“Inclusion is critical for us to be successful in any endeavor that humankind takes on,” said Tina Sindwani, one of the six students receiving the EDGE3 scholarships and a first-year computer systems engineering major. “I have always loved science, and engineering especially. I could apply my programming and engineering skills to any field in the entire world. In the future, I see myself designing automated systems that explore our solar system and deep space.”

“Having diversity in any discipline is vital to an industry’s success,” said EDGE3 scholar Gloriana Pavey, a first-year computer science major. “Women need to have a voice when it comes to the advancement of society. There is so much to accomplish when it comes to technology. No matter who wants to be a part of that should have an equal opportunity to do so.”

EDGE3 Technologies is determined to leave a positive impact on the world. El Dokor wants to champion these young women and others, see them succeed and let them know that there are organizations that genuinely believe the world would be better by having more women in computing.

“The women who have received the first round of EDGE3 scholarships are all incredibly gifted,” El Dokor said. “We are giving these young women financial and reputational means and we are saying that we see them as industry scholars. We would like to see them get internships somewhere challenging and interesting, and then one day be giants in any organization that is fortunate enough to have them. We’d like them to know they are supported. We will also be supporting other female scholars at ASU and other Arizona universities.”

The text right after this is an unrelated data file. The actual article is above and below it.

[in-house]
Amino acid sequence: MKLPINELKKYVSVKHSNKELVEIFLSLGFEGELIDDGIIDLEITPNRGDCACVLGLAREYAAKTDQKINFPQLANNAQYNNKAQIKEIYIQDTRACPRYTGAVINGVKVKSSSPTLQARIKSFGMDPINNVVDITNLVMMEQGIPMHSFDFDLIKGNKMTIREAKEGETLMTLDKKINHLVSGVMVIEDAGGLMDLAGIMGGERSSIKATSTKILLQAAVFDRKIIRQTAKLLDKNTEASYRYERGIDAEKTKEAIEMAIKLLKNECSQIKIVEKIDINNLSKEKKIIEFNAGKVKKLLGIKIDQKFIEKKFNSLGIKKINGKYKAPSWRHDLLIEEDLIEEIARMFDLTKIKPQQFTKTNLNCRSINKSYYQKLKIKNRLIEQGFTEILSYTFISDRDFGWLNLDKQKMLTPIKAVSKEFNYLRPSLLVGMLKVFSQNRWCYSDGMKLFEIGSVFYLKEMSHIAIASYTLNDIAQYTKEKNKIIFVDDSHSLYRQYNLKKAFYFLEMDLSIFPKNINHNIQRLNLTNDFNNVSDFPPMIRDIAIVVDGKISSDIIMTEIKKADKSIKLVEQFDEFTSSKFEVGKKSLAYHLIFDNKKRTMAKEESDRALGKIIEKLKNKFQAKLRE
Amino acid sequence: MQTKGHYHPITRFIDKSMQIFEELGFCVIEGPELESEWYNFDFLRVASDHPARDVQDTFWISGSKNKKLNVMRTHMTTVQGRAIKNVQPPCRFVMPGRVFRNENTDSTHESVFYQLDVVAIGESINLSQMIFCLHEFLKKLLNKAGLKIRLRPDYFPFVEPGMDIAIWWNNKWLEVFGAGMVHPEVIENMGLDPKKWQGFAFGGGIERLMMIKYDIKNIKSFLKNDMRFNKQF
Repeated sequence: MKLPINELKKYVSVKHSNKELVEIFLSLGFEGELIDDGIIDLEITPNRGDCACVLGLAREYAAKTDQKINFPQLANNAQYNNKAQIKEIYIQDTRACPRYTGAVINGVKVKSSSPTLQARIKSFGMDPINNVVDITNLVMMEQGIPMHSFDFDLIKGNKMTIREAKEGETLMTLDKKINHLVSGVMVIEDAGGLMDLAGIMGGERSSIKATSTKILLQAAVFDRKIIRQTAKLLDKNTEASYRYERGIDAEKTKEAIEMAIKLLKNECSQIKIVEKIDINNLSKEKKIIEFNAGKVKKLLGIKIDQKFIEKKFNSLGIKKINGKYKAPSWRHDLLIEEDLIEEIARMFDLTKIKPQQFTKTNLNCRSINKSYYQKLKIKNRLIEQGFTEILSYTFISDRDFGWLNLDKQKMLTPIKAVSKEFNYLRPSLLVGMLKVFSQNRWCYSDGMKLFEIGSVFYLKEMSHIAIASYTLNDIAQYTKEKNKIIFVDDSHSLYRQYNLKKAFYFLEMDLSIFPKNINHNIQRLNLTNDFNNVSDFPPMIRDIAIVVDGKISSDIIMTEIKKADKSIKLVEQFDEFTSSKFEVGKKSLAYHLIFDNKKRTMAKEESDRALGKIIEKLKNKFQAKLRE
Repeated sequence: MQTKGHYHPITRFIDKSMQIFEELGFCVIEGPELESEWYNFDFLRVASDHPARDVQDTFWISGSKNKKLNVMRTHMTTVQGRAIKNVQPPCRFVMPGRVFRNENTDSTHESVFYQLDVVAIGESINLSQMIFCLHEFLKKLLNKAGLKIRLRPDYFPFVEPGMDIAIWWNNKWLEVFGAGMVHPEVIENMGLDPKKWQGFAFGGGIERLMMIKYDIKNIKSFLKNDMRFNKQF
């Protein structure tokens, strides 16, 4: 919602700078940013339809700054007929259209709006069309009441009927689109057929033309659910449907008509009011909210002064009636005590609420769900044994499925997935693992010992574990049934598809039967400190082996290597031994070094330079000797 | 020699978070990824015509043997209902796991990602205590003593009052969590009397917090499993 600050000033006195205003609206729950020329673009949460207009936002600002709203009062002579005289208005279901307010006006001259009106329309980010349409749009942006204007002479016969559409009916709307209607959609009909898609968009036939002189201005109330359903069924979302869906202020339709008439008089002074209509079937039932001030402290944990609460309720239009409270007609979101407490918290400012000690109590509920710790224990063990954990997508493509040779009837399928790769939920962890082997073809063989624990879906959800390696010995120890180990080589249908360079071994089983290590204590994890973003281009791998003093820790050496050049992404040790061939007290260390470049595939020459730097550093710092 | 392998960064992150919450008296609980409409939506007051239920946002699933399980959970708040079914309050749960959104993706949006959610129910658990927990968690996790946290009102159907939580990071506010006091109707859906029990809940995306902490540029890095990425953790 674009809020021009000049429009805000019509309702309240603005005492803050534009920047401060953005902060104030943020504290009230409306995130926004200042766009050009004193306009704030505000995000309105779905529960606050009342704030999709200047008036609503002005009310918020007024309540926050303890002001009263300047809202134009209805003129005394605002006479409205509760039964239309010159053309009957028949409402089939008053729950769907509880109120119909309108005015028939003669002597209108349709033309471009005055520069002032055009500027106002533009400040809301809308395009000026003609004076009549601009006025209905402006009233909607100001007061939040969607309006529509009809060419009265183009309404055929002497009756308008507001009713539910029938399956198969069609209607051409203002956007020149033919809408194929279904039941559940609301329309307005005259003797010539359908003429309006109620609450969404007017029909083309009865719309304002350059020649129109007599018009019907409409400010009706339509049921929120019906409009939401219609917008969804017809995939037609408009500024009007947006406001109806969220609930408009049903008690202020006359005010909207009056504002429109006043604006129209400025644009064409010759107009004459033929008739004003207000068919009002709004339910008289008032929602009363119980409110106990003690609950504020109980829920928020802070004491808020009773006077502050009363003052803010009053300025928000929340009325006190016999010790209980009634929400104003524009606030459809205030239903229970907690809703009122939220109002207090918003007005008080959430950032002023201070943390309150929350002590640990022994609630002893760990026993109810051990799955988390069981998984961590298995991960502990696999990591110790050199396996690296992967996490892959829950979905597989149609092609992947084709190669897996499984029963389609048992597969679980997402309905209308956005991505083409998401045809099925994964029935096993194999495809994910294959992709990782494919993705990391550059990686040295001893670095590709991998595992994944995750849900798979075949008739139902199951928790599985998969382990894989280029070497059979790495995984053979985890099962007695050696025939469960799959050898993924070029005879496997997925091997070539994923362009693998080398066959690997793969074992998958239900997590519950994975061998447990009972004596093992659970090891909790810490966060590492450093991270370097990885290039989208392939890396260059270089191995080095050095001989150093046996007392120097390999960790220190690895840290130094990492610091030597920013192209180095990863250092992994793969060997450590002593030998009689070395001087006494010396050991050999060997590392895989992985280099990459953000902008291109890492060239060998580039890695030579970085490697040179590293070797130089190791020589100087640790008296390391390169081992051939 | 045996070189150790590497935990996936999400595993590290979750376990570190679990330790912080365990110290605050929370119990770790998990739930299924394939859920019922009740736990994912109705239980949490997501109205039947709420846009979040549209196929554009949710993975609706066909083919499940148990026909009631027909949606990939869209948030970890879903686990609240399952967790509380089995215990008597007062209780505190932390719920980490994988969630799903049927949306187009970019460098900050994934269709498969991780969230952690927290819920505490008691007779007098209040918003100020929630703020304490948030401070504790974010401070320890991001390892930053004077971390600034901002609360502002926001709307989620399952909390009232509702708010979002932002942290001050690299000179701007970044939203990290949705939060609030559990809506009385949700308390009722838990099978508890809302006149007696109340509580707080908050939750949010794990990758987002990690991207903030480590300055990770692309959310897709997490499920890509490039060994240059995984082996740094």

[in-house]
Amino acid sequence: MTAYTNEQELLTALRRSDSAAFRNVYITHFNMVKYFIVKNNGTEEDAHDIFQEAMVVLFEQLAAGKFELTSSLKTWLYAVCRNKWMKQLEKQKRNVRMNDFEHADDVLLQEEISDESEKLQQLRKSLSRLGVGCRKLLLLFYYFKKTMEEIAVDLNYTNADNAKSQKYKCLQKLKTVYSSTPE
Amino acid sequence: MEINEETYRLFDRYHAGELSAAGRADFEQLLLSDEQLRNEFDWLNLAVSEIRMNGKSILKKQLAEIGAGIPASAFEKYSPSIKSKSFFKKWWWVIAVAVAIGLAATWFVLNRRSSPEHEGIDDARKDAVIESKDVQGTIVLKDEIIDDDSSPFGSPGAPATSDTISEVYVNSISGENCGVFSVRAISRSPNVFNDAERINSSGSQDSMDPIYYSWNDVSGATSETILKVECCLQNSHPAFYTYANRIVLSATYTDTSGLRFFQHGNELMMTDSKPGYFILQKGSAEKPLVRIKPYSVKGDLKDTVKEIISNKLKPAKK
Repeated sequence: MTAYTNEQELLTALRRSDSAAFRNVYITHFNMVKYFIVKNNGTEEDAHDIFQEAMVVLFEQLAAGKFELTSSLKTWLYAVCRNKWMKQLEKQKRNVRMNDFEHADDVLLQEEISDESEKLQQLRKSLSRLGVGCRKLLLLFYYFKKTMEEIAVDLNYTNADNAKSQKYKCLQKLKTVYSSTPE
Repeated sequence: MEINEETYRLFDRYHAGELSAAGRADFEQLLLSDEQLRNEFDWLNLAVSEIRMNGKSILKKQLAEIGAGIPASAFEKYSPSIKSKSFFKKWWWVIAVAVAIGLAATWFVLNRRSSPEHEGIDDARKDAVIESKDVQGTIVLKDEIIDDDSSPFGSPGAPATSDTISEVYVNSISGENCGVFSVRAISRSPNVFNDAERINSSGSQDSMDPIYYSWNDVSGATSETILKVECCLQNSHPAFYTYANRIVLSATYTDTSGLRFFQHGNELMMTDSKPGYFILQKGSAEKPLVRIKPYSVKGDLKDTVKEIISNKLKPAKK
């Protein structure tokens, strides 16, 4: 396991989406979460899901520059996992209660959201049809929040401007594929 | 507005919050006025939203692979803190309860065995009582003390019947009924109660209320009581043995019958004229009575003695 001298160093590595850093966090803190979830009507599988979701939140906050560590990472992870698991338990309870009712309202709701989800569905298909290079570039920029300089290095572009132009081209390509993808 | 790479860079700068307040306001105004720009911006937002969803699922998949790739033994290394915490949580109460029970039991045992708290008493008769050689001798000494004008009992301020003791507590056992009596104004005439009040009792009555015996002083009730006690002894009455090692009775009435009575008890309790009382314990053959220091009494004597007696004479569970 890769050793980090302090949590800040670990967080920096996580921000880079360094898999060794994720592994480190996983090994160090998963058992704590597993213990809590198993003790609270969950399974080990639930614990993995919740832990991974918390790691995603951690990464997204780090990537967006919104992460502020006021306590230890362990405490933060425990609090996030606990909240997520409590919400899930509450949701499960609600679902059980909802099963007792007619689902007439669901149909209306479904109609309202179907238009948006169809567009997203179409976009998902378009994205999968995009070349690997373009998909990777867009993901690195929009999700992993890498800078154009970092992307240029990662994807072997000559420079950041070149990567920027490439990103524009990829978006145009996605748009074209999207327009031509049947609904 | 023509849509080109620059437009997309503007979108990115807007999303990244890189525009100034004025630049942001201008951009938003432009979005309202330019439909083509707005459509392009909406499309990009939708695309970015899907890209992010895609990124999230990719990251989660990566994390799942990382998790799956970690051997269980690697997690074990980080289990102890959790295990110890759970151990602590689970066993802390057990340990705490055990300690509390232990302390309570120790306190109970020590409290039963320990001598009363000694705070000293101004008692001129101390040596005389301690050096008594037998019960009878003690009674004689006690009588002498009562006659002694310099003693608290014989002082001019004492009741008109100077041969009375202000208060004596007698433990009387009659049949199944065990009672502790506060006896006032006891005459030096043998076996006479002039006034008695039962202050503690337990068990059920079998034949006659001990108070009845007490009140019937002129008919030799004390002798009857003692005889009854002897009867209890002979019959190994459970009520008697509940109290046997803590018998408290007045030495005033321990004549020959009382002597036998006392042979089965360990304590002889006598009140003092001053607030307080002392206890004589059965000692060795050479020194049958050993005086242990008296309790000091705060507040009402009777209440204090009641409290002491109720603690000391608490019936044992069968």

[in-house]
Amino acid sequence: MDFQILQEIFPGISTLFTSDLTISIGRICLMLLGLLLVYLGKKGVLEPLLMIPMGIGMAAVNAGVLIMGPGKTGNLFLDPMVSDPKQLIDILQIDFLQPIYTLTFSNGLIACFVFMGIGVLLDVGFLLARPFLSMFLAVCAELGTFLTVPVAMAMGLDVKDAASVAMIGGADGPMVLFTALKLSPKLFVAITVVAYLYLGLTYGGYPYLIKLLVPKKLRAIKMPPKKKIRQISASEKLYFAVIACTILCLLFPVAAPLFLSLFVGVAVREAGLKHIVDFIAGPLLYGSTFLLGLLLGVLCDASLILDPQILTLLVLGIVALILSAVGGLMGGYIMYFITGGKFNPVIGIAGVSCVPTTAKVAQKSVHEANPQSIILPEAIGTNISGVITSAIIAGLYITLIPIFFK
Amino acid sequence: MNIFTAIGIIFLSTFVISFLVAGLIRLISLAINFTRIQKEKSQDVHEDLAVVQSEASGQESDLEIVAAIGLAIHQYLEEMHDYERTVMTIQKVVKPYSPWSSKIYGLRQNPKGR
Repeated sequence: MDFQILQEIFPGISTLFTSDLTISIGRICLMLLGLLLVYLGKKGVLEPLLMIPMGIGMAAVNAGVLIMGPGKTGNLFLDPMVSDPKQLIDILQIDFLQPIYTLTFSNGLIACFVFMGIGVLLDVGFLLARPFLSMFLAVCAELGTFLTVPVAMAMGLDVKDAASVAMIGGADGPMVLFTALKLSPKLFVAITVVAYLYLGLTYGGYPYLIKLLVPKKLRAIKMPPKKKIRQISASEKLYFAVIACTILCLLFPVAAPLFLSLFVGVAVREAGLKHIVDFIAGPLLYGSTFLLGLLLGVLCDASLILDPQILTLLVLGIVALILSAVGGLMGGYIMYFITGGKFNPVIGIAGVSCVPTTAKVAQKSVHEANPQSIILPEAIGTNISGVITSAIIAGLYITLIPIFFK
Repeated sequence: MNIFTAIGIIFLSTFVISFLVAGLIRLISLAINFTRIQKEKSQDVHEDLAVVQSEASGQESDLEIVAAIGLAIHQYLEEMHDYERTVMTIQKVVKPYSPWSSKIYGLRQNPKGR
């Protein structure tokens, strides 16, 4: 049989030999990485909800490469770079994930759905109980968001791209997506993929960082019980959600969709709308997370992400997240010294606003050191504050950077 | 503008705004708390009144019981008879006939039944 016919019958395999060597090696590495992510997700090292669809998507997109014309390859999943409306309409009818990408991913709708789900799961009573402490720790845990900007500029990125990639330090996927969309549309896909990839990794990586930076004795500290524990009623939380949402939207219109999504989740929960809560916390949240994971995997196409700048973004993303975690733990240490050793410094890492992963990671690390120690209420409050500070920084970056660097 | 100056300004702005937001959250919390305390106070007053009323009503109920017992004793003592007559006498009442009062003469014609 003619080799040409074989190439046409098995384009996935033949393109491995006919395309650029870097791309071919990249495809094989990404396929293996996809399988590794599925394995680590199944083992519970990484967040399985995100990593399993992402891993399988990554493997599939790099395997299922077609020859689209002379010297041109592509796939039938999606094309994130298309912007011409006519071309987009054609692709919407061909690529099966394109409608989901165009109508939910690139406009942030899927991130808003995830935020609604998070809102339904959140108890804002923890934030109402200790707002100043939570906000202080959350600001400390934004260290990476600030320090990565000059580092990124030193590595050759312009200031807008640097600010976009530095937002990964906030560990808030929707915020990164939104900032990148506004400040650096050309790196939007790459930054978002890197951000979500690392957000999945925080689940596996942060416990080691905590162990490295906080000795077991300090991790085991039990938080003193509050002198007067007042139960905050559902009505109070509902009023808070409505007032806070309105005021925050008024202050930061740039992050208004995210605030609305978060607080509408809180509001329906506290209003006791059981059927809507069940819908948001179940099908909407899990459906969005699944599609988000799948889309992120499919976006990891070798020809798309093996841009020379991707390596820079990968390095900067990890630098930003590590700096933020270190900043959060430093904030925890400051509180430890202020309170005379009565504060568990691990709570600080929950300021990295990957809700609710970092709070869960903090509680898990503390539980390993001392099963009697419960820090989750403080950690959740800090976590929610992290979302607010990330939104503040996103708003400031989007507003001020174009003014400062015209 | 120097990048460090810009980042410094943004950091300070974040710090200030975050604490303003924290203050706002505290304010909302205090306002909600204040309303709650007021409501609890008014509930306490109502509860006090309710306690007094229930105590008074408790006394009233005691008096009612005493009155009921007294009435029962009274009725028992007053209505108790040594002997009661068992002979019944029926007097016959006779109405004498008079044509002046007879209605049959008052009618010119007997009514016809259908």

All six students chosen for the EDGE3 Women in Computing scholarships are from Arizona.

“It’s about being strategic about what we give,” El Dokor said. “The state of Arizona has given us everything we have as a company. So, we are giving back to the community around us and to a society that personally has embraced me and EDGE3 and that has championed us.”

By establishing the scholarships, El Dokor hopes other companies will step forward and do what they can to empower the next champions of computing.

“These women are going to step into careers that are going to change the world,” said El Dokor. “I would encourage other companies to realize how much opportunity is being lost, especially by women in computing, and try to enable more female engineering graduates in computing who are going to really transform the workplace.”